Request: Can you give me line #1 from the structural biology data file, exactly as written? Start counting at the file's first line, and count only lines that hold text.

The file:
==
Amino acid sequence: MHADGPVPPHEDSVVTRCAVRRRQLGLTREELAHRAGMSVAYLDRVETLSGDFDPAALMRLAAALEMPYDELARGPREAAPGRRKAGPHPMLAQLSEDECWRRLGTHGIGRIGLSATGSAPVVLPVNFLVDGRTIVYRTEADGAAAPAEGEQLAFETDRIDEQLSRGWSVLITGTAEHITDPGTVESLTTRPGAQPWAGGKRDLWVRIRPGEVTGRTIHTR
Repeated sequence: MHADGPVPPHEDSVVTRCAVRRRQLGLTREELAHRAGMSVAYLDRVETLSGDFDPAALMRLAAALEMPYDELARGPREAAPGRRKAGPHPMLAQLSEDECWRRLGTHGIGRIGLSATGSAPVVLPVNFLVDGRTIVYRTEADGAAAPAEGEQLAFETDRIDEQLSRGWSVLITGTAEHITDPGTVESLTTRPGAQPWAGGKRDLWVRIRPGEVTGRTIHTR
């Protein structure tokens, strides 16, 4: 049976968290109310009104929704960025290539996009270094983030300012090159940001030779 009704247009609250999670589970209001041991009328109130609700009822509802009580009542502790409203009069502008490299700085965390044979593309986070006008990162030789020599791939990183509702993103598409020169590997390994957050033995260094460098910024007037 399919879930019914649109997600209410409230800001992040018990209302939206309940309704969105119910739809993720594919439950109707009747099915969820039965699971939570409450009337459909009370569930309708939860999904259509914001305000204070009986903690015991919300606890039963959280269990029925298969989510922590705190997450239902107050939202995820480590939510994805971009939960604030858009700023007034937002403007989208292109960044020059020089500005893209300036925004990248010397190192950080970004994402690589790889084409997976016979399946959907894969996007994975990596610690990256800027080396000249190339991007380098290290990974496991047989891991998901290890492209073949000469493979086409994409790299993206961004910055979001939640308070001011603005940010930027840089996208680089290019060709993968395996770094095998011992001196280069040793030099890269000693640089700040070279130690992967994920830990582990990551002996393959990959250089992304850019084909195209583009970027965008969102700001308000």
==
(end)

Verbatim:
Amino acid sequence: MHADGPVPPHEDSVVTRCAVRRRQLGLTREELAHRAGMSVAYLDRVETLSGDFDPAALMRLAAALEMPYDELARGPREAAPGRRKAGPHPMLAQLSEDECWRRLGTHGIGRIGLSATGSAPVVLPVNFLVDGRTIVYRTEADGAAAPAEGEQLAFETDRIDEQLSRGWSVLITGTAEHITDPGTVESLTTRPGAQPWAGGKRDLWVRIRPGEVTGRTIHTR